It was necessary to introduce a level shift in 2008-09 (α_{1}) to account for an otherwise unexplained fall in the level of non-commodity exports and a change to the coefficient of the deterministic trend in both 2000-01 (β_{3}) and 2008-09 (β_{4}) to account for an otherwise unexplained deceleration in the growth of non-commodity exports from 2000-01 to 2008-09 and 2008-09 to the end of the sample. The 2008-09 level and trend shifts coincide with the Global Financial Crisis (GFC).

With an elasticity of substitution of 0.21 (β_{1}), Australia’s non-commodity goods exports are gross complements, which implies the income effect associated with changes in the relative price of non-commodity exports dominates the substitution effect (Table 2). This is an important observation since it implies a modest response of exports volumes to changes in relative export prices. Chart 3 reveals the two slope shifts render the model’s residuals stationary.

Table 2: Non-commodity goods exports volume equation parameters

Method: Least Squares

Sample: 1984-85 2012-13

Coefficient | Std. Error | t-Statistic | Prob. | |
---|---|---|---|---|

α0 | 7.865512 | 0.779031 | 10.09653 | 0.0000 |

β1 | -0.206119 | 0.131440 | -1.568154 | 0.1305 |

β2 | 0.065103 | 0.005486 | 11.86786 | 0.0000 |

β3 | -0.053389 | 0.008146 | -6.553876 | 0.0000 |

β4 | -0.041533 | 0.013406 | -3.098021 | 0.0051 |

α1 | -0.110325 | 0.042553 | -2.592646 | 0.0163 |

R-squared | 0.997009 | Mean dependent var | 10.00844 | |

Adjusted R-squared | 0.996358 | S.D. dependent var | 0.667083 | |

S.E. of regression | 0.040255 | Akaike info criterion | -3.405166 | |

Sum squared resid | 0.037271 | Schwarz criterion | -3.122278 | |

Log likelihood | 55.37491 | Hannan-Quinn criter. | -3.316569 | |

F-statistic | 1533.219 | Durbin-Watson stat | 1.588499 | |

Prob (F-statistic) | 0.000000 |

Source: Authors’ calculations.

Chart 3: Non-commodity goods export volume equation fitted values and residuals

Source: Authors’ calculations.

The estimated equation for non-commodity export prices is reported in Table 3. The coefficient on the imported intermediate goods variable (β_{1}) implies roughly equal weight for domestic labour costs and imported intermediate goods in the determination of non-commodity goods export prices. The slope of the time trend (β_{2}) is negative which suggests the non-commodity export sector displayed higher labour productivity growth than the aggregate economy over the estimation period. The residuals of this estimated equation are reported in Chart 4. They suggest the fitted equation captures the long-run trends of non-commodity export prices reasonably well as evidenced by the apparent stationarity of the residuals.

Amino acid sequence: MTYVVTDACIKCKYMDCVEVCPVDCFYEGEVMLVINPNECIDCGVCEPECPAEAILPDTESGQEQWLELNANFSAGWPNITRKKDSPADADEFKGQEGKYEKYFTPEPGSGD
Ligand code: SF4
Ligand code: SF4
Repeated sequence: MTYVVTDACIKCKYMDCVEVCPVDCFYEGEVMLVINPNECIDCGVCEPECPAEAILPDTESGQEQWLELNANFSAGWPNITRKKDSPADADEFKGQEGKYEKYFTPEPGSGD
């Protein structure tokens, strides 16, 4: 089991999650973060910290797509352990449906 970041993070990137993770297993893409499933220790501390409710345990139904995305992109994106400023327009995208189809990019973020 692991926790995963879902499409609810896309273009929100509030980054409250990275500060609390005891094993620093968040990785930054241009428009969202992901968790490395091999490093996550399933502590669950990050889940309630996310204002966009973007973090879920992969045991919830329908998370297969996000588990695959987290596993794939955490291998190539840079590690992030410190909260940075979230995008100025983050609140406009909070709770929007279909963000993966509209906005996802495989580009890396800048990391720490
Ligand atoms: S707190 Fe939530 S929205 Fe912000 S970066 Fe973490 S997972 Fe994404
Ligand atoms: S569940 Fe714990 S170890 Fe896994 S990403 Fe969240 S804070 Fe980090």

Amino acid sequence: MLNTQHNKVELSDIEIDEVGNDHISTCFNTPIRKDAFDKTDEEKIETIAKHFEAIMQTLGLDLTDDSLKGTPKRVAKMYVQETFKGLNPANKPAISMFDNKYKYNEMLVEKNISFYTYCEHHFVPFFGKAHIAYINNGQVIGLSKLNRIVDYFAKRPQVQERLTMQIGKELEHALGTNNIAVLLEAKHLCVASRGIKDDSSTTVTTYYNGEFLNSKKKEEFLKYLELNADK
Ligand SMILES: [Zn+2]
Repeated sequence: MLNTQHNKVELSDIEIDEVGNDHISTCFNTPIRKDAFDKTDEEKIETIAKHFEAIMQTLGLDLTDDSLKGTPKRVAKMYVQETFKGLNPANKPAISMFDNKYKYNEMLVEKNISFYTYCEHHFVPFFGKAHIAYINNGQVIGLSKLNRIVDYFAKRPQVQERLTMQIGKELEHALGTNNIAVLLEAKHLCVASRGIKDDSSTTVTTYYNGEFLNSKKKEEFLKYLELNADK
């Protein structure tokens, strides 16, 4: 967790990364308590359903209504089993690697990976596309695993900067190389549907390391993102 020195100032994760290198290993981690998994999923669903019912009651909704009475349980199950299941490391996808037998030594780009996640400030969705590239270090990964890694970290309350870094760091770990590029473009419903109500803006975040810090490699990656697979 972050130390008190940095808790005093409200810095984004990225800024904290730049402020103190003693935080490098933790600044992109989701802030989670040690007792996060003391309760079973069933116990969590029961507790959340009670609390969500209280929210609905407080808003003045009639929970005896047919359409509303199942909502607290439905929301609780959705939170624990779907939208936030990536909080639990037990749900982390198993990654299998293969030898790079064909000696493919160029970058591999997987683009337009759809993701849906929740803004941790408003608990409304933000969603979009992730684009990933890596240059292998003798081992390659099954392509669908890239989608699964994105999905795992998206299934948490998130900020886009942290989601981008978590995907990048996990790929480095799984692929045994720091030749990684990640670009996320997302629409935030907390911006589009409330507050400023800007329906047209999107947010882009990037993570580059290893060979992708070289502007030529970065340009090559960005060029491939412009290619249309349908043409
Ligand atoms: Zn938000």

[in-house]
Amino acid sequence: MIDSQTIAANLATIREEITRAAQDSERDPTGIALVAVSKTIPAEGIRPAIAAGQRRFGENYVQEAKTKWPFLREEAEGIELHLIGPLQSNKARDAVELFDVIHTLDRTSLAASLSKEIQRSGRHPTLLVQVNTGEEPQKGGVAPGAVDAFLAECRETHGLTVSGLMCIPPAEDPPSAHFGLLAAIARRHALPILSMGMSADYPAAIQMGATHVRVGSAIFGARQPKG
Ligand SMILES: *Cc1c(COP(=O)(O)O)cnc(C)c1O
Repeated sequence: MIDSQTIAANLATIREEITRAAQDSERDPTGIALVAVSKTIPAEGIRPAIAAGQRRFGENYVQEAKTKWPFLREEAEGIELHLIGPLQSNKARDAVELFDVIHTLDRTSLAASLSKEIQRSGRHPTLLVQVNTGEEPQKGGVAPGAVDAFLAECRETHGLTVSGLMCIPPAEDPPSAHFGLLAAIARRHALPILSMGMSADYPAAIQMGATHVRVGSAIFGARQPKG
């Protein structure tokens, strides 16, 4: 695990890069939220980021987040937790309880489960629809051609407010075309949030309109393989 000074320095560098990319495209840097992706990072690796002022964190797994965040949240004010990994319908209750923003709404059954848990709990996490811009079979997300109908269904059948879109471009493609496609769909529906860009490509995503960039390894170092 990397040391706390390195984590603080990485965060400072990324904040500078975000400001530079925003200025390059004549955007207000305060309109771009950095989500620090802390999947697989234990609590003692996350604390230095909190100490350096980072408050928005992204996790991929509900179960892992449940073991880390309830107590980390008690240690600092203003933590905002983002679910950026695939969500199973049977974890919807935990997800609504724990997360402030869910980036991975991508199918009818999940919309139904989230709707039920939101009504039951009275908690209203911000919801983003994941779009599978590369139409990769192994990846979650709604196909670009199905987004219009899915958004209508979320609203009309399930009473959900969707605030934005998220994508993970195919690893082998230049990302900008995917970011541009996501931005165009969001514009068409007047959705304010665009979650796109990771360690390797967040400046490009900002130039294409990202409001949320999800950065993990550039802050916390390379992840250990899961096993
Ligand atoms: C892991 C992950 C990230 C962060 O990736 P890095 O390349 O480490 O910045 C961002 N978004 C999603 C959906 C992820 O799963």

Table 3: Non-commodity goods export price equation parameters

Method: Least Squares

Sample: 1989-90 2012-13

Coefficient | Std. Error | t-Statistic | Prob. | |
---|---|---|---|---|

α0 | -0.571642 | 0.046171 | -12.38104 | 0.0000 |

β1 | 0.567991 | 0.051639 | 10.99937 | 0.0000 |

β2 | -0.014709 | 0.001569 | -9.374137 | 0.0000 |

R-squared | 0.859612 | Mean dependent var | -0.067914 | |

Adjusted R-squared | 0.846242 | S.D. dependent var | 0.046793 | |

S.E. of regression | 0.018348 | Akaike info criterion | -5.042071 | |

Sum squared resid | 0.007070 | Schwarz criterion | -4.894814 | |

Log likelihood | 63.50485 | Hannan-Quinn criter. | -5.003003 | |

F-statistic | 64.29270 | Durbin-Watson stat | 1.485904 | |

Prob(F-statistic) | 0.000000 |

Source: Authors’ calculations.

Chart 4: Non-commodity goods export price equation fitted values and residuals

Source: Authors’ calculations.

### Services